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Apr 2007
17
April 17, 2007

100% Healed Policies: Closing the Door on an Injured Employee May Open the Door for Legal Challenges

What is a "100% healed" policy?

Managing employee leaves of absence and the return-to-work process can be very difficult. In an effort to create a bright-line rule, some employers require that before an injured employee returns to work, he or she must be “100% healed.” These policies also are referred to as “fully healed” policies and they require that the employee be fully cleared of any restrictions before resuming his or her job duties. Although these rules might look like an attractive way to administer the return-to-work process, they often open the door for legal challenges.

What is the legal challenge?

"100% healed" rules have faced several recent court challenges with poor success. A number of courts have held that a “100% healed” policy is an automatic violation of the Americans with Disabilities Act (ADA), or at least evidence of disability discrimination. These courts take the position that a "100% healed" policy discriminates against employees with disabilities who could perform the essential functions of the job with or without a reasonable accommodation. Because the ADA requires the employer to make an individualized assessment when deciding whether an employee can return, a "100% healed" policy bypasses this process. Under these policies, the employer simply assumes that the employee is unable to perform the duties of the job without even considering whether the employee’s restrictions can be accommodated.


There is a further legal trap in a "100% healed" policy. Some courts also have concluded that even if the employee is not "disabled" under the ADA, by adhering to a "100% healed" rule, the employer might unlawfully be regarding or perceiving the employee as disabled, thus triggering protection under the ADA. This is because the ADA offers protection to not only individuals with disabilities but also those perceived to be disabled.

What should employers do?

Just as they do when faced with a request for a workplace accommodation, employers should make individualized assessments when deciding whether to return an employee from a medical leave. Instead of blindly adhering to a "100% healed" rule, the employer should assess whether the returning employee can perform the essential functions of the job, despite the medical restrictions. If the employee's restrictions prevent the employee from doing so, the employer must then consider whether there are reasonable accommodations that would permit the employee to perform the essential functions of the job.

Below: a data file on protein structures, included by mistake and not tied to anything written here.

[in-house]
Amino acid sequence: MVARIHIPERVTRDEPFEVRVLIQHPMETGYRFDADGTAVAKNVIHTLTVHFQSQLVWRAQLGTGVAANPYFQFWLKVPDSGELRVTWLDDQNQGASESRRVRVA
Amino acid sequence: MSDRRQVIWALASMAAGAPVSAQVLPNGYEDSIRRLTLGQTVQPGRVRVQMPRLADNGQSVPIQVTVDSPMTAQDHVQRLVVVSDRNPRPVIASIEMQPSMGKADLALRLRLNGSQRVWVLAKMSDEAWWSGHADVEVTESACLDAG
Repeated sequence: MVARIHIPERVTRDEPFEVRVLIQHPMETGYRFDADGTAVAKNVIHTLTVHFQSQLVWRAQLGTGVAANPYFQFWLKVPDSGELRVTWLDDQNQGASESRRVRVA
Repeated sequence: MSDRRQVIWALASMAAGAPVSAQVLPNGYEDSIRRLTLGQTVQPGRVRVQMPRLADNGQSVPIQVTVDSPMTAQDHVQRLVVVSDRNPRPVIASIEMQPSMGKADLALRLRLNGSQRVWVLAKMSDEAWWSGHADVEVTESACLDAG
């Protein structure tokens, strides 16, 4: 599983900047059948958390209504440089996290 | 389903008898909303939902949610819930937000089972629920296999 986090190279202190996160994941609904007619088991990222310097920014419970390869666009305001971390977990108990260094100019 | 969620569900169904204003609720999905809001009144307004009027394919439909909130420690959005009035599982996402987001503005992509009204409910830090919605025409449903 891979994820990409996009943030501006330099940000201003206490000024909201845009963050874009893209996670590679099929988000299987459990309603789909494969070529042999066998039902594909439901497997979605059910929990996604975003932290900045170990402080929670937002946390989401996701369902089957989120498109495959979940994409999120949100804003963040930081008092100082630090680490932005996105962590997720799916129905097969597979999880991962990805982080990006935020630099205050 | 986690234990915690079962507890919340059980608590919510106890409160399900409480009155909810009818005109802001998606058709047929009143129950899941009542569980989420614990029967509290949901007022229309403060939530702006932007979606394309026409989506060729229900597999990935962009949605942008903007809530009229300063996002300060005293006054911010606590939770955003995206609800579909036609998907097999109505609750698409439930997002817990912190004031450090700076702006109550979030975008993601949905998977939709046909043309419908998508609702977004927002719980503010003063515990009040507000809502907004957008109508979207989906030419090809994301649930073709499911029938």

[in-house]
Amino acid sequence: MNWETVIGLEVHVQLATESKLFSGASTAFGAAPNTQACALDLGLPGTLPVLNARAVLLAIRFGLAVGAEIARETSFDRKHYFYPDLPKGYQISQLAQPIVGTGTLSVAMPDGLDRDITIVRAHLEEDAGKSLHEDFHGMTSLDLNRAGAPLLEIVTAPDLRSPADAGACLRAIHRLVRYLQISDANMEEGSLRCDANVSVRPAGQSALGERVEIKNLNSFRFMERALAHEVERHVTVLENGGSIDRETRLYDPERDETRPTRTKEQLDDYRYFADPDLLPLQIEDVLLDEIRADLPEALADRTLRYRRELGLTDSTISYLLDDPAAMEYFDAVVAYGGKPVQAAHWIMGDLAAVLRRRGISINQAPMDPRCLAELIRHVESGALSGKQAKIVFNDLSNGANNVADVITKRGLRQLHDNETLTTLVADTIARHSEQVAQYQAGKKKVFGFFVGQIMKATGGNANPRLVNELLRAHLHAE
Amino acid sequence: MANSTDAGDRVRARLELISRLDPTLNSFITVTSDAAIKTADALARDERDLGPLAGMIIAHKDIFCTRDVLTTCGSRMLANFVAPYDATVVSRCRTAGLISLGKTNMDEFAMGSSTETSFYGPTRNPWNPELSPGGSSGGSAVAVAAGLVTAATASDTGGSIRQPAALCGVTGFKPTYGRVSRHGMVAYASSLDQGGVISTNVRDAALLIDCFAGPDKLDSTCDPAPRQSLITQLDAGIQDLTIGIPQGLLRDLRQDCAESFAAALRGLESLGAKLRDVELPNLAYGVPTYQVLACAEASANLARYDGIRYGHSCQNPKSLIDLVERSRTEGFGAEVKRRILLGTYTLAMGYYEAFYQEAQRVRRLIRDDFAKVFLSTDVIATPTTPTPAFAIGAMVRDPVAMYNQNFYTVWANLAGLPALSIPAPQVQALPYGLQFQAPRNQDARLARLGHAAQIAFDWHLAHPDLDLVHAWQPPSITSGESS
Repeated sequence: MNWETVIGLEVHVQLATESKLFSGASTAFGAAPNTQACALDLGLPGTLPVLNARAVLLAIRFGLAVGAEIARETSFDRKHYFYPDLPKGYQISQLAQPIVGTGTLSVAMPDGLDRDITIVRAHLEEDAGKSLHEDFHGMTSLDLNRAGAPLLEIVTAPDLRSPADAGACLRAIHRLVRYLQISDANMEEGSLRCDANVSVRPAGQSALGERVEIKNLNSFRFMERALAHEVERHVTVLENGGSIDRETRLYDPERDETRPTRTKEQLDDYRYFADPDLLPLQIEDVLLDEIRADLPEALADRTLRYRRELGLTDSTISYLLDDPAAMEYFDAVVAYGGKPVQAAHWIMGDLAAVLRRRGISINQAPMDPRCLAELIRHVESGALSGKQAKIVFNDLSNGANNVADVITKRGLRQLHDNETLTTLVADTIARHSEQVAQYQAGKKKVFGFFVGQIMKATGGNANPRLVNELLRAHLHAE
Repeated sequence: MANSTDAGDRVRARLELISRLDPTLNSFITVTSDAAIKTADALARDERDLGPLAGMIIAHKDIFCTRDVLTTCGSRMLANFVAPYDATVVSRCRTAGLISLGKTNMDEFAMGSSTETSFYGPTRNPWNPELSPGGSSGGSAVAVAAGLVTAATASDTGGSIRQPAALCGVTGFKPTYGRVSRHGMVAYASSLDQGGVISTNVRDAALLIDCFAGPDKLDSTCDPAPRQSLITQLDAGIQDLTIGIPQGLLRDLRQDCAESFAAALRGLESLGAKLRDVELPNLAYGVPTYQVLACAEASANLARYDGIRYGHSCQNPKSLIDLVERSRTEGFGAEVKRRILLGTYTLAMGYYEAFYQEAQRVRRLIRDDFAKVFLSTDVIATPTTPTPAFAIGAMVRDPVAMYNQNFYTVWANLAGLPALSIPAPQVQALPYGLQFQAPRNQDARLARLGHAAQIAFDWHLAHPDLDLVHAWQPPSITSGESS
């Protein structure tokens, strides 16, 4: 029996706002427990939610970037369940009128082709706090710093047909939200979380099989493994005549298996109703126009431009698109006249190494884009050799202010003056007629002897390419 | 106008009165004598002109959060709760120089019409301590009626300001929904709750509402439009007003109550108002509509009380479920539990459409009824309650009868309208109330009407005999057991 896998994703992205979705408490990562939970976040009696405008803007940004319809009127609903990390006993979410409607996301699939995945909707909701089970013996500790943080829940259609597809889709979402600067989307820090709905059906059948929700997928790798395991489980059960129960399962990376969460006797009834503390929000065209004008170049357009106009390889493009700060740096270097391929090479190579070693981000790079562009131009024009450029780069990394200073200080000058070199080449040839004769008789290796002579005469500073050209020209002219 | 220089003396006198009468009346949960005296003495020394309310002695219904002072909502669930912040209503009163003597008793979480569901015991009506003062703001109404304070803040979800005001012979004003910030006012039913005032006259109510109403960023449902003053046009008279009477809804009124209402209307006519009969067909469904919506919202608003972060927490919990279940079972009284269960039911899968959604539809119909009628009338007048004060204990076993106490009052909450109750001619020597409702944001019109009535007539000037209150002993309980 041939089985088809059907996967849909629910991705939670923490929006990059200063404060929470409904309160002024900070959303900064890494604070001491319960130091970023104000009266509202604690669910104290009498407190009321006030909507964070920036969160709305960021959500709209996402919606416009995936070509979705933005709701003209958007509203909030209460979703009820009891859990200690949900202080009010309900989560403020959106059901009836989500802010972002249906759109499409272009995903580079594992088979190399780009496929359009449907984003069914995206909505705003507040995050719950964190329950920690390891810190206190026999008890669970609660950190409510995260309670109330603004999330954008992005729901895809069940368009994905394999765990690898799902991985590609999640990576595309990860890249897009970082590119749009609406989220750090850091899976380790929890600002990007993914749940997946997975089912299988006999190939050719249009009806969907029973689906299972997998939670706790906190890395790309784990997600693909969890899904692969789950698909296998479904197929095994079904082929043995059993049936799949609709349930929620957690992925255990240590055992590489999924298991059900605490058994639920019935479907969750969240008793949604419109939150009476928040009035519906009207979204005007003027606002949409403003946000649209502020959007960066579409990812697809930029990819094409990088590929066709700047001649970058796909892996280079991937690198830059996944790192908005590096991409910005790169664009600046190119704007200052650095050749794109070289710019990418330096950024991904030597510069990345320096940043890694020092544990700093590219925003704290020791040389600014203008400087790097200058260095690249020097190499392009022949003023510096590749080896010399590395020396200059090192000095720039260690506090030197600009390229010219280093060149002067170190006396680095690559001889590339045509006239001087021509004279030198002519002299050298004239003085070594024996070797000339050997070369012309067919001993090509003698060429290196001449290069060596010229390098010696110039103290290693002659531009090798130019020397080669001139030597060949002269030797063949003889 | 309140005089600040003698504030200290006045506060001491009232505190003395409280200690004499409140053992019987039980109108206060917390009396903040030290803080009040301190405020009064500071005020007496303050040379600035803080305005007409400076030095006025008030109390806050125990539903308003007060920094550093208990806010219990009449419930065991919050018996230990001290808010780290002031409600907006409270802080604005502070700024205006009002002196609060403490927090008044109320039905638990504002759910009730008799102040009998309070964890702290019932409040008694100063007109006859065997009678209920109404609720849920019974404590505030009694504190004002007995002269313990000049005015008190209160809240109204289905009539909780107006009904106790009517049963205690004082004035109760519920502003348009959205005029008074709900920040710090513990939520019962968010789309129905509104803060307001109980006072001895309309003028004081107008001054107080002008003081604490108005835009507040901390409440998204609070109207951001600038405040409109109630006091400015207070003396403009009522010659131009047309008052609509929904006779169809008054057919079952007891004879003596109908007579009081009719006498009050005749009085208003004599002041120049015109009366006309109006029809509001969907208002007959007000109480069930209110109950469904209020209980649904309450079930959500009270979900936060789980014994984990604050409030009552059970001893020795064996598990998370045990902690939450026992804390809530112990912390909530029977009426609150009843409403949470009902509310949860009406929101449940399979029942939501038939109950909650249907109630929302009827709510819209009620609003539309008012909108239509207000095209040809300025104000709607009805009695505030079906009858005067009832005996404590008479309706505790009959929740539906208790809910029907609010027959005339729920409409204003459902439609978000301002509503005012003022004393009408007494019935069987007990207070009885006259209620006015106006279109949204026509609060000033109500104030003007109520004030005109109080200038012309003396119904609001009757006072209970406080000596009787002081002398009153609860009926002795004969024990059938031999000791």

For example, if an injured employee is medically released to return to work with a 40-pound lifting restriction, the employer may not refuse to bring the employee back on the basis that the employee is not fully healed. Rather, the employer must first identify the essential job functions and ask whether the employee can perform those essential functions despite the lifting restrictions. If so, the employee should be returned to work. On the other hand, if the employee’s job duties involve lifting more than 40 pounds, the employer must then ask whether it can reasonably accommodate the restriction. If the employee is called upon to lift 40 pounds or more only once or twice a day, that lifting requirement may not be essential to the job and it may be a reasonable accommodation to assign those lifting duties to another employee. If the employee has to lift 40 pounds or more on a much more frequent basis, can the weight be broken up into smaller loads? Alternatively, is there some lifting mechanism that can get the weight to the required height? There are undoubtedly other accommodations that the employer might also consider, but the key is to go through this analysis before deciding what to do with the employee.

If you have any questions about leave or return-to-work policies, ADA compliance, or any other employment law matter, please contact any member of our Labor and Employment Law Practice Group.
 

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